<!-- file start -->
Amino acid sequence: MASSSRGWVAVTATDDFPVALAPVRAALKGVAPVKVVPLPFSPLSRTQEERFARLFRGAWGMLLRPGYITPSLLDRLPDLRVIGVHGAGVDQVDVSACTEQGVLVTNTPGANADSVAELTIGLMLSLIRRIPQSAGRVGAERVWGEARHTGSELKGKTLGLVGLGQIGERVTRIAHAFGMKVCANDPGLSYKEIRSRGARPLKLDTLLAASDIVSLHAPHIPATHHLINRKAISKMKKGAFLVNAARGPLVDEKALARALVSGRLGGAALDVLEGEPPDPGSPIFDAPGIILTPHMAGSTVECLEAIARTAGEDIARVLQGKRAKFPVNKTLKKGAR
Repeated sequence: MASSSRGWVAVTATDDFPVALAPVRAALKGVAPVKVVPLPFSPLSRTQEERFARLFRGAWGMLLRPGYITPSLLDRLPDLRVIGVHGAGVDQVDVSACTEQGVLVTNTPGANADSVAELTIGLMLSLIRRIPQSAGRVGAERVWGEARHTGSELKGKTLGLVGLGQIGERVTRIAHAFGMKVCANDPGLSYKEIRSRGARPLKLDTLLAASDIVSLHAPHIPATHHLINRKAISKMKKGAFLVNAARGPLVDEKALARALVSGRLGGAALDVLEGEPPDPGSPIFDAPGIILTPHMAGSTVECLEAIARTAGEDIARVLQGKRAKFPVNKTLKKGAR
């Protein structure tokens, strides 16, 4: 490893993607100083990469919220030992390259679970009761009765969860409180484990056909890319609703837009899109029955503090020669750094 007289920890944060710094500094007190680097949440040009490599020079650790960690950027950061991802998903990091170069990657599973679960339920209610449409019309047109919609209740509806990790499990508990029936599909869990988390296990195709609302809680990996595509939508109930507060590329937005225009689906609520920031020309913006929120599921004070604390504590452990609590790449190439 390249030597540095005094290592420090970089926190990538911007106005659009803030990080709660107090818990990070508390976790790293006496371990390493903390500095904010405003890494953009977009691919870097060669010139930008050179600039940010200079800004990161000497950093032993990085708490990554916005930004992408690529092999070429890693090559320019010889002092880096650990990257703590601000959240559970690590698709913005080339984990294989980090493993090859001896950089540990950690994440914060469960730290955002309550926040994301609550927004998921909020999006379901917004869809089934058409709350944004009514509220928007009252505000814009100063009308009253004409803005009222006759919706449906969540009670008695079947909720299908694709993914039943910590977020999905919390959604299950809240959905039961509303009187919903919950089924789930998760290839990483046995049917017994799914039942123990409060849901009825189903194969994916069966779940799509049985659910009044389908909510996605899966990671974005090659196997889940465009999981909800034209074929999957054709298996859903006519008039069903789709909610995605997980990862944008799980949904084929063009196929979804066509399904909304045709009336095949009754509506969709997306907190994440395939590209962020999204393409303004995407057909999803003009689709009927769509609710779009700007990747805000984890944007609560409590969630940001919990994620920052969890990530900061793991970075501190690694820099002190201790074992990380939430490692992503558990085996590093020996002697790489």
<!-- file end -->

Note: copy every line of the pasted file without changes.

Amino acid sequence: MASSSRGWVAVTATDDFPVALAPVRAALKGVAPVKVVPLPFSPLSRTQEERFARLFRGAWGMLLRPGYITPSLLDRLPDLRVIGVHGAGVDQVDVSACTEQGVLVTNTPGANADSVAELTIGLMLSLIRRIPQSAGRVGAERVWGEARHTGSELKGKTLGLVGLGQIGERVTRIAHAFGMKVCANDPGLSYKEIRSRGARPLKLDTLLAASDIVSLHAPHIPATHHLINRKAISKMKKGAFLVNAARGPLVDEKALARALVSGRLGGAALDVLEGEPPDPGSPIFDAPGIILTPHMAGSTVECLEAIARTAGEDIARVLQGKRAKFPVNKTLKKGAR
Repeated sequence: MASSSRGWVAVTATDDFPVALAPVRAALKGVAPVKVVPLPFSPLSRTQEERFARLFRGAWGMLLRPGYITPSLLDRLPDLRVIGVHGAGVDQVDVSACTEQGVLVTNTPGANADSVAELTIGLMLSLIRRIPQSAGRVGAERVWGEARHTGSELKGKTLGLVGLGQIGERVTRIAHAFGMKVCANDPGLSYKEIRSRGARPLKLDTLLAASDIVSLHAPHIPATHHLINRKAISKMKKGAFLVNAARGPLVDEKALARALVSGRLGGAALDVLEGEPPDPGSPIFDAPGIILTPHMAGSTVECLEAIARTAGEDIARVLQGKRAKFPVNKTLKKGAR
């Protein structure tokens, strides 16, 4: 490893993607100083990469919220030992390259679970009761009765969860409180484990056909890319609703837009899109029955503090020669750094 007289920890944060710094500094007190680097949440040009490599020079650790960690950027950061991802998903990091170069990657599973679960339920209610449409019309047109919609209740509806990790499990508990029936599909869990988390296990195709609302809680990996595509939508109930507060590329937005225009689906609520920031020309913006929120599921004070604390504590452990609590790449190439 390249030597540095005094290592420090970089926190990538911007106005659009803030990080709660107090818990990070508390976790790293006496371990390493903390500095904010405003890494953009977009691919870097060669010139930008050179600039940010200079800004990161000497950093032993990085708490990554916005930004992408690529092999070429890693090559320019010889002092880096650990990257703590601000959240559970690590698709913005080339984990294989980090493993090859001896950089540990950690994440914060469960730290955002309550926040994301609550927004998921909020999006379901917004869809089934058409709350944004009514509220928007009252505000814009100063009308009253004409803005009222006759919706449906969540009670008695079947909720299908694709993914039943910590977020999905919390959604299950809240959905039961509303009187919903919950089924789930998760290839990483046995049917017994799914039942123990409060849901009825189903194969994916069966779940799509049985659910009044389908909510996605899966990671974005090659196997889940465009999981909800034209074929999957054709298996859903006519008039069903789709909610995605997980990862944008799980949904084929063009196929979804066509399904909304045709009336095949009754509506969709997306907190994440395939590209962020999204393409303004995407057909999803003009689709009927769509609710779009700007990747805000984890944007609560409590969630940001919990994620920052969890990530900061793991970075501190690694820099002190201790074992990380939430490692992503558990085996590093020996002697790489």